• robc||

    Tony,

    Im not hysterical over anthing. But, you are on a libertarian site, expect mainstream liberal arguments to not be accepted as mainstream. They arent here. You have to defend your premises that differ from ours.

  • ||

    You want someone else to provide the service and for you to benefit without having to pay for it. That doesn't sound very libertarian to me.

    Can't somebody else do it!

  • ||

    Most libertarians are not anti-altruism. I've given to charities, and I'd give a lot more to them if the government didn't take such a large mordida.

    Where does the money come from? To the extent that the government takes it from us and gives it out, who makes the decision that people in need should get money? Just what do you think the government is, some distillation of human goodness, separate and distinct from its citizenry? This is the illness of the collective mindset, that the whole is greater than the sum of the parts. It isn't.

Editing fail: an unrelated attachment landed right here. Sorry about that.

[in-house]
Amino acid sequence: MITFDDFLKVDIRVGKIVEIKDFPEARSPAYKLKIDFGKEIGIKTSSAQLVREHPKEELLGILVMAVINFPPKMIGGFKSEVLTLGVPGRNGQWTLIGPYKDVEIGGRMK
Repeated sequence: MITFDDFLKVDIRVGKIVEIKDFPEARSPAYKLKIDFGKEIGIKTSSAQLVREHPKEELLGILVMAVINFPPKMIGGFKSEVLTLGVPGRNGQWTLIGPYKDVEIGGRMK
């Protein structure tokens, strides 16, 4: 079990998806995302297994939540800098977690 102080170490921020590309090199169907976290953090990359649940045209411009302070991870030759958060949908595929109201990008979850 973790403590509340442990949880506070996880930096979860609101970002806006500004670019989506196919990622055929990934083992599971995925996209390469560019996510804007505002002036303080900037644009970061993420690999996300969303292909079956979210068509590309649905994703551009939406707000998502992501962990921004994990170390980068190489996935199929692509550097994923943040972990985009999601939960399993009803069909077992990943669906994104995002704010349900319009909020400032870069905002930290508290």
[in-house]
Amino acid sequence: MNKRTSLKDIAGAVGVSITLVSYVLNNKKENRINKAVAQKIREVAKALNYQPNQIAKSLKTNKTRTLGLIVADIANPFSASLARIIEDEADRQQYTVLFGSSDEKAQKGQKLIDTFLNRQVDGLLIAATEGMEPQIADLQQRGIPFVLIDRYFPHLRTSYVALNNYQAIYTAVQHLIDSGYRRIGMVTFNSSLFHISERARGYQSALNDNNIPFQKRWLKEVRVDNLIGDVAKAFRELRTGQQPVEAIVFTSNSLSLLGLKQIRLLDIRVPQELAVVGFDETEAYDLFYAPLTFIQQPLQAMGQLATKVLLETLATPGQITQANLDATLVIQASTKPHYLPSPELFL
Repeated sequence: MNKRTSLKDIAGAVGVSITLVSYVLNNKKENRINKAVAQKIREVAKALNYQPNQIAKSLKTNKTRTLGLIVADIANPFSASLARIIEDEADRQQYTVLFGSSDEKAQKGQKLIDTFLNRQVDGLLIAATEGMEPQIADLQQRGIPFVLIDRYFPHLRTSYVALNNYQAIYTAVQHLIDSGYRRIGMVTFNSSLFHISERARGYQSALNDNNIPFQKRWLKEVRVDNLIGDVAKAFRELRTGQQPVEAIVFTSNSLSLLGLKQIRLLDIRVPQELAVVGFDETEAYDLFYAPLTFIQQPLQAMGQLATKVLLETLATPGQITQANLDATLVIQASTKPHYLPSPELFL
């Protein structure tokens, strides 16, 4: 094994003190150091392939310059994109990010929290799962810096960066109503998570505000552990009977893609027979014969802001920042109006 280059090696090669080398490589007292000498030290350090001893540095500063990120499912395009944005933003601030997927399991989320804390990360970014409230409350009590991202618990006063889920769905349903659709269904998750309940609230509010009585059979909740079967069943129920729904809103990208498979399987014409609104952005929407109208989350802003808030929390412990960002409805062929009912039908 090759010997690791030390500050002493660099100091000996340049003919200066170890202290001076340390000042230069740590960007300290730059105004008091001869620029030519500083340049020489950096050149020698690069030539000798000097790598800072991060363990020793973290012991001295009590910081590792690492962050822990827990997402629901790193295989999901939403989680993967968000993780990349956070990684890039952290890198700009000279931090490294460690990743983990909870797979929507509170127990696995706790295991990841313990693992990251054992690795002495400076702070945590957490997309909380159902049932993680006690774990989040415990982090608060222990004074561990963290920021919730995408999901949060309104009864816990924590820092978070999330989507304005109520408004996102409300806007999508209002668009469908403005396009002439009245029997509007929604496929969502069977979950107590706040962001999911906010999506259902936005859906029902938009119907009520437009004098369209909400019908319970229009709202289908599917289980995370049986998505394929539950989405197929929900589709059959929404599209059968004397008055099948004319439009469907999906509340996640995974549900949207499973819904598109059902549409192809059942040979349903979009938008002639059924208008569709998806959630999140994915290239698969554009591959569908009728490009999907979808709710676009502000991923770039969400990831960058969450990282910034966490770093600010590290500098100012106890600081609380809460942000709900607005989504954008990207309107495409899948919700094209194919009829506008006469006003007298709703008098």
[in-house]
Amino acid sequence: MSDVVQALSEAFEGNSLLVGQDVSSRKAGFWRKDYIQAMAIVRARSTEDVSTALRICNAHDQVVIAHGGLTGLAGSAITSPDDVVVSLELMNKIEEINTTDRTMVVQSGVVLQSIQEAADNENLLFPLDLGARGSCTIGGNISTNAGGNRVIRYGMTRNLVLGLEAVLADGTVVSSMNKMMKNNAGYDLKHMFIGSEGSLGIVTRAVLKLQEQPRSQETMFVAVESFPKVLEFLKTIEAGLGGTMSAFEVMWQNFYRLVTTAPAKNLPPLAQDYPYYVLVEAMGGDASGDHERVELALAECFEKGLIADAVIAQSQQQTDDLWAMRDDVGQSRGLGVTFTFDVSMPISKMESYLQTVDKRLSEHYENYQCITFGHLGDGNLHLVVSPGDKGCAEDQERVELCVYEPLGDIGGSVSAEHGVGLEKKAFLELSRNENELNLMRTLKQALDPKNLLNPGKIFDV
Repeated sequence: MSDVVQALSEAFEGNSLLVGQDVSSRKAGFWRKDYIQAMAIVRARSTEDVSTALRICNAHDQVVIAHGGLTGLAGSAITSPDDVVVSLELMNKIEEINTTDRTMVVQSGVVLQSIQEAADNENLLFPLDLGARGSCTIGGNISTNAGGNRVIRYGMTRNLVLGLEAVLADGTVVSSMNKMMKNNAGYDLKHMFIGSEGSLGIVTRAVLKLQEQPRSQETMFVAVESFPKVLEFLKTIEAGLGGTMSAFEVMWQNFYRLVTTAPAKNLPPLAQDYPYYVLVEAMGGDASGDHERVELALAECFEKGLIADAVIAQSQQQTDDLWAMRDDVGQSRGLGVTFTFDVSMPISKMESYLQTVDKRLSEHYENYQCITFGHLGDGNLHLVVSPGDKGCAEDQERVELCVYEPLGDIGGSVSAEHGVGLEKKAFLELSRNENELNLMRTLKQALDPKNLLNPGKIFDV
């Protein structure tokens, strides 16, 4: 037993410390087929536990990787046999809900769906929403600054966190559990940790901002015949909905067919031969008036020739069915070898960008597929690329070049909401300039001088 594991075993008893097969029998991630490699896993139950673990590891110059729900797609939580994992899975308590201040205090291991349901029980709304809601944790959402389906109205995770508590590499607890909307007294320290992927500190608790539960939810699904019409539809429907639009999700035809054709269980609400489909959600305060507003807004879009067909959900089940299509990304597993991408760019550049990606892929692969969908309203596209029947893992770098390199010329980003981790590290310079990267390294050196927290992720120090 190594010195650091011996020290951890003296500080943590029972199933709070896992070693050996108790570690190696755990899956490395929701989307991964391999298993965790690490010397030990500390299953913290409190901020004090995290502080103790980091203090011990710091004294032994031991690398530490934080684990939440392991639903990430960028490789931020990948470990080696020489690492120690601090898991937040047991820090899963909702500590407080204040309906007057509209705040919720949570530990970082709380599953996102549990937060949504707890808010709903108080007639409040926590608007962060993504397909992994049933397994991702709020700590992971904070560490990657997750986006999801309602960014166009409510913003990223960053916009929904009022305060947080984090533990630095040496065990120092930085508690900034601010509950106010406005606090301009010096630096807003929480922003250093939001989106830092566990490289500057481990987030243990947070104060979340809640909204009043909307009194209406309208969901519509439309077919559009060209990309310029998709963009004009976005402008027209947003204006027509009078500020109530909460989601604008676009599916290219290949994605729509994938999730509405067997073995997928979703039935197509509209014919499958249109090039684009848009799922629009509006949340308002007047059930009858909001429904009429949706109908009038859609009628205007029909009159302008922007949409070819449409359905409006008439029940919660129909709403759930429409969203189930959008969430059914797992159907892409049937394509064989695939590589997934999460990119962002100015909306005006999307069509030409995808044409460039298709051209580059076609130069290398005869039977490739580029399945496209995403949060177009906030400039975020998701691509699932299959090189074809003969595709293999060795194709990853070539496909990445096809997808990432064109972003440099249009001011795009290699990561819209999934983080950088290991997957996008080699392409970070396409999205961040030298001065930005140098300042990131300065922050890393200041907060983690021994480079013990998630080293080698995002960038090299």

Incidentally, just to return to the topic at hand, I don't own a cellphone (my wife does). And I'm not homeless.

  • Mark||

    "You benefit from social services provided for other people, I and other liberals would argue. You want someone else to provide the service and for you to benefit without having to pay for it. That doesn't sound very libertarian to me."

    If I write a check to the United Way Or YouthLink,. I AM PAYING FOR IT.

    What I don't want is the federal government getting involved. And the County is worse. They attach all kinds of strings to the money they confiscate from me to "Give" it to YouthLink.

    As if some dipshit county bureaucrat sitting in the government center knows better than the people actually out on the street working directly with homeless youth. The County really makes it tough for the case managers.